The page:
Materials

Radiation appears to help some metal alloys self-heal

Radiation appears to help some...
New research shows that some metal alloys actually corrode slower after being irradiated
New research shows that some metal alloys actually corrode slower after being irradiated
View 2 Images
New research shows that some metal alloys actually corrode slower after being irradiated
1/2
New research shows that some metal alloys actually corrode slower after being irradiated
Images of a nickel-chromium alloy exposed to molten salts. The photos show that when the metal is exposed to radiation, less defects (dark grey splotches) form than when the metal isn't irradiated
2/2
Images of a nickel-chromium alloy exposed to molten salts. The photos show that when the metal is exposed to radiation, less defects (dark grey splotches) form than when the metal isn't irradiated

Radiation is famously damaging, both to living tissue and materials. But now, engineers at MIT have been surprised to discover that radiation may actually help certain alloys to self-heal, extending their useful lifetime. This could obviously help inform future power plant designs.

In nuclear reactors, radiation is known to accelerate corrosion of most materials, leading to eventual failure and possibly disastrous consequences. So for the new study, researchers at MIT and Lawrence Berkeley National Laboratory set out to quantify just how bad that corrosion would be under different radiation levels.

But what they found surprised them. While investigating particular alloys of nickel and chromium, the team found that radiation actually made the material more resistant to corrosion.

These experiments were centered on a certain type of nuclear reactor, which uses molten salts of sodium, lithium and potassium as a coolant. This hot, salty mixture plays havoc on the alloy around it, corroding the metal over time. But the team found that when this alloy was bombarded by radiation from a proton accelerator, it took twice as long for the corrosion to develop.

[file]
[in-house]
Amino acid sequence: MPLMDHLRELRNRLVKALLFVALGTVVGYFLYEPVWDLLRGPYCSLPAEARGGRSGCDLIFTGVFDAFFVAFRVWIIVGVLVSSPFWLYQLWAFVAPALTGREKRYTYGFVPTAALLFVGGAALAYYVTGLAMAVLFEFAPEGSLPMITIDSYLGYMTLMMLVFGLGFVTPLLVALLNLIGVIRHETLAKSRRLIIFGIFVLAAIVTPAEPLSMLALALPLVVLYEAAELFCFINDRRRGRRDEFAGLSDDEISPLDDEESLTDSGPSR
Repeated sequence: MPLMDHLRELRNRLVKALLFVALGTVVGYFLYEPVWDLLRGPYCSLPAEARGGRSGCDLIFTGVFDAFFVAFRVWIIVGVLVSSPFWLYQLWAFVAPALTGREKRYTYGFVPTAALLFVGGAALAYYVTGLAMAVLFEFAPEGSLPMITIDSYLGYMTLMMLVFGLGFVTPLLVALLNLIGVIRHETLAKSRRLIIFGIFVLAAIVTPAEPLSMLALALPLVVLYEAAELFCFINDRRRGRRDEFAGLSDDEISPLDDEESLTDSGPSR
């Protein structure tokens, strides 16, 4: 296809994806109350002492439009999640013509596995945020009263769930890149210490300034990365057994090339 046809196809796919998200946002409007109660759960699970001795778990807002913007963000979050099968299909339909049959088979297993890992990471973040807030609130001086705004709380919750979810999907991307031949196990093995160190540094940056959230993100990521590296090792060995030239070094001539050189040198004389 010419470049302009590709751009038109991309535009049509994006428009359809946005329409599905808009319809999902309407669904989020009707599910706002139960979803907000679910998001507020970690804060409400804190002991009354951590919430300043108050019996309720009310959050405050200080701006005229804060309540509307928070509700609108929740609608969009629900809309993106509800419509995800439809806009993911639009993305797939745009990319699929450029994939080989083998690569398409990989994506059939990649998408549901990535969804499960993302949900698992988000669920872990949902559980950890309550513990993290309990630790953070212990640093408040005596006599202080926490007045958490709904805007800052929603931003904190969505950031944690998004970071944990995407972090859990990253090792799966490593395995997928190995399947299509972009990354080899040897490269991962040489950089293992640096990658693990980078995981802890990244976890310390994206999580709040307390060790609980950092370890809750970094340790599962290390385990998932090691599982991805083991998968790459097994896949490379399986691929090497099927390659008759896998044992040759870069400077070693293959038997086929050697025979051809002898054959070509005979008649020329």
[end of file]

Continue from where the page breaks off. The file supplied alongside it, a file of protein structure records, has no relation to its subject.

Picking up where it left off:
“We repeated it dozens of times, with different conditions,” says Michael Short, lead researcher on the study. “And every time we got the same results.”

Images of a nickel-chromium alloy exposed to molten salts. The photos show that when the metal is exposed to radiation, less defects (dark grey splotches) form than when the metal isn't irradiated
Images of a nickel-chromium alloy exposed to molten salts. The photos show that when the metal is exposed to radiation, less defects (dark grey splotches) form than when the metal isn't irradiated

The team went on to investigate the mechanism behind this surprising result. Using transmission electron microscopy, the researchers imaged the alloy surfaces after they’d been irradiated while in contact with molten salt at 650 °C (1,202 °F).

They found that radiation creates tiny defects in the metal, which allows its atoms to move about more easily. That means they’re able to quickly fill in the holes that the corrosive salt creates. In a way, radiation helps the alloy becoming self-healing.

The team says that the discovery should help inform future designs for nuclear reactors, as well as allow more accurate estimates of the lifetimes of materials in existing facilities.

The research was published in the journal Nature Communications.

Source: MIT

1 comment
Idunno
Not sure I understand this. Pitting/corrosion is a process whereby the parent material is chemically altered and thus changes its appearance and properties, hence the mechanical separation of parts from the parent, which leaves pits (defects). If the irradiated metal atoms move around easier to just take the place of their corroded comrades, whom have just floated off, then either there are now bigger/wider interstices in the atomic structure, or the shape of the entire parent structure changes to accommodate the loss of the corroded parts. If the former, then the material properties will change, if the latter then the part shape will change.

Sounds neat, but the info here is minimal and partly inadequate.